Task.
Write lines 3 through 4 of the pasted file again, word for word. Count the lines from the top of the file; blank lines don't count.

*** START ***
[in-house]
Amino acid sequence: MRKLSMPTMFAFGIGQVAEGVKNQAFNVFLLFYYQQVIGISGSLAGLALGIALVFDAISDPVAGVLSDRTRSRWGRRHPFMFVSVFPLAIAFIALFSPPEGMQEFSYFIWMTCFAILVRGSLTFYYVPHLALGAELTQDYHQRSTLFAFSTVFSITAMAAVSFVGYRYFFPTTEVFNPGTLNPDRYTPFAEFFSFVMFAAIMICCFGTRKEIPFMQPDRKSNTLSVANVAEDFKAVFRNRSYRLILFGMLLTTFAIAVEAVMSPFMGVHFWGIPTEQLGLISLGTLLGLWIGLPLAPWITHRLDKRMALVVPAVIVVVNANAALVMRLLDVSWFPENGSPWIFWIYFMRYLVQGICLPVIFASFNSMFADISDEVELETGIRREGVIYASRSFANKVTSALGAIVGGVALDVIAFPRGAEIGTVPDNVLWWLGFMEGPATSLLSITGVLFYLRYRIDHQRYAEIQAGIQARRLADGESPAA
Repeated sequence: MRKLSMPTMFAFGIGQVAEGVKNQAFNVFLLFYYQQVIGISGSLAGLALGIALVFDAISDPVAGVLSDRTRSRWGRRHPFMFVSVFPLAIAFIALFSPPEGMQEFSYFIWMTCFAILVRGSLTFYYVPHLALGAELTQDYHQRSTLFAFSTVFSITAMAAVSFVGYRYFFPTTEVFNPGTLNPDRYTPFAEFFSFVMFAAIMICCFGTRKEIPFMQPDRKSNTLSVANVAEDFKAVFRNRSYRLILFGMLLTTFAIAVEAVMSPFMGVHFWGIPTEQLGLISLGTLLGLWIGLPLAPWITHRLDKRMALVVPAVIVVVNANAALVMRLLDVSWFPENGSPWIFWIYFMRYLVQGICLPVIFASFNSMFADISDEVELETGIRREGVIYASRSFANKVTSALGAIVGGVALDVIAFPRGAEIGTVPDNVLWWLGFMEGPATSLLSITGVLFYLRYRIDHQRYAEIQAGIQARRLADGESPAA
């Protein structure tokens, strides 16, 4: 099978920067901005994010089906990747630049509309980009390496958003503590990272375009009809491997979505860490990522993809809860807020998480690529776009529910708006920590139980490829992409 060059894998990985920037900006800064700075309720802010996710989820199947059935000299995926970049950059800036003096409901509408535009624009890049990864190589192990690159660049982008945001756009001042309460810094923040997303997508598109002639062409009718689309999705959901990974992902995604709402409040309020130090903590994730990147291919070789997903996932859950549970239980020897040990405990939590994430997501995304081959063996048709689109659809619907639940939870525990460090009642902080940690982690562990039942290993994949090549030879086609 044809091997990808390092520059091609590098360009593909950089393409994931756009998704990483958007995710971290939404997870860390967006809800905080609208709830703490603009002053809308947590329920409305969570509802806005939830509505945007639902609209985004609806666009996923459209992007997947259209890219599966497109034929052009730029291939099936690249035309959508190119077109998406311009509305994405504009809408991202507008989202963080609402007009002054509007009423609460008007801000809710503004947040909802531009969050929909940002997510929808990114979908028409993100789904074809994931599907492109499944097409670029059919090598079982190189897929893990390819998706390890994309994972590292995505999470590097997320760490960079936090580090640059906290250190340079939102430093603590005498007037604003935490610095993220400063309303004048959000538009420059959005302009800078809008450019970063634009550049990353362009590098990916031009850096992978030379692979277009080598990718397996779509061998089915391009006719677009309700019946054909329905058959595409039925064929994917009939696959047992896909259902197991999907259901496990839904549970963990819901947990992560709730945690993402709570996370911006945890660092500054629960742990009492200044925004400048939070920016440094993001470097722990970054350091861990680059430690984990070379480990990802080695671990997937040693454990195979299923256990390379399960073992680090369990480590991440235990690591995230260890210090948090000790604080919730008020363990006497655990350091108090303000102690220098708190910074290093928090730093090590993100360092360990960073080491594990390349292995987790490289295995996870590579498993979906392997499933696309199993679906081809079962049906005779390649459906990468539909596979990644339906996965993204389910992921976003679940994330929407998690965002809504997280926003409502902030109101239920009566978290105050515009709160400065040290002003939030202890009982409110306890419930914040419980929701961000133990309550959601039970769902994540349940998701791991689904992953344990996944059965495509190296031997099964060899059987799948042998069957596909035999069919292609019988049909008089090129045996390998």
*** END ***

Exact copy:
Repeated sequence: MRKLSMPTMFAFGIGQVAEGVKNQAFNVFLLFYYQQVIGISGSLAGLALGIALVFDAISDPVAGVLSDRTRSRWGRRHPFMFVSVFPLAIAFIALFSPPEGMQEFSYFIWMTCFAILVRGSLTFYYVPHLALGAELTQDYHQRSTLFAFSTVFSITAMAAVSFVGYRYFFPTTEVFNPGTLNPDRYTPFAEFFSFVMFAAIMICCFGTRKEIPFMQPDRKSNTLSVANVAEDFKAVFRNRSYRLILFGMLLTTFAIAVEAVMSPFMGVHFWGIPTEQLGLISLGTLLGLWIGLPLAPWITHRLDKRMALVVPAVIVVVNANAALVMRLLDVSWFPENGSPWIFWIYFMRYLVQGICLPVIFASFNSMFADISDEVELETGIRREGVIYASRSFANKVTSALGAIVGGVALDVIAFPRGAEIGTVPDNVLWWLGFMEGPATSLLSITGVLFYLRYRIDHQRYAEIQAGIQARRLADGESPAA
């Protein structure tokens, strides 16, 4: 099978920067901005994010089906990747630049509309980009390496958003503590990272375009009809491997979505860490990522993809809860807020998480690529776009529910708006920590139980490829992409 060059894998990985920037900006800064700075309720802010996710989820199947059935000299995926970049950059800036003096409901509408535009624009890049990864190589192990690159660049982008945001756009001042309460810094923040997303997508598109002639062409009718689309999705959901990974992902995604709402409040309020130090903590994730990147291919070789997903996932859950549970239980020897040990405990939590994430997501995304081959063996048709689109659809619907639940939870525990460090009642902080940690982690562990039942290993994949090549030879086609 044809091997990808390092520059091609590098360009593909950089393409994931756009998704990483958007995710971290939404997870860390967006809800905080609208709830703490603009002053809308947590329920409305969570509802806005939830509505945007639902609209985004609806666009996923459209992007997947259209890219599966497109034929052009730029291939099936690249035309959508190119077109998406311009509305994405504009809408991202507008989202963080609402007009002054509007009423609460008007801000809710503004947040909802531009969050929909940002997510929808990114979908028409993100789904074809994931599907492109499944097409670029059919090598079982190189897929893990390819998706390890994309994972590292995505999470590097997320760490960079936090580090640059906290250190340079939102430093603590005498007037604003935490610095993220400063309303004048959000538009420059959005302009800078809008450019970063634009550049990353362009590098990916031009850096992978030379692979277009080598990718397996779509061998089915391009006719677009309700019946054909329905058959595409039925064929994917009939696959047992896909259902197991999907259901496990839904549970963990819901947990992560709730945690993402709570996370911006945890660092500054629960742990009492200044925004400048939070920016440094993001470097722990970054350091861990680059430690984990070379480990990802080695671990997937040693454990195979299923256990390379399960073992680090369990480590991440235990690591995230260890210090948090000790604080919730008020363990006497655990350091108090303000102690220098708190910074290093928090730093090590993100360092360990960073080491594990390349292995987790490289295995996870590579498993979906392997499933696309199993679906081809079962049906005779390649459906990468539909596979990644339906996965993204389910992921976003679940994330929407998690965002809504997280926003409502902030109101239920009566978290105050515009709160400065040290002003939030202890009982409110306890419930914040419980929701961000133990309550959601039970769902994540349940998701791991689904992953344990996944059965495509190296031997099964060899059987799948042998069957596909035999069919292609019988049909008089090129045996390998």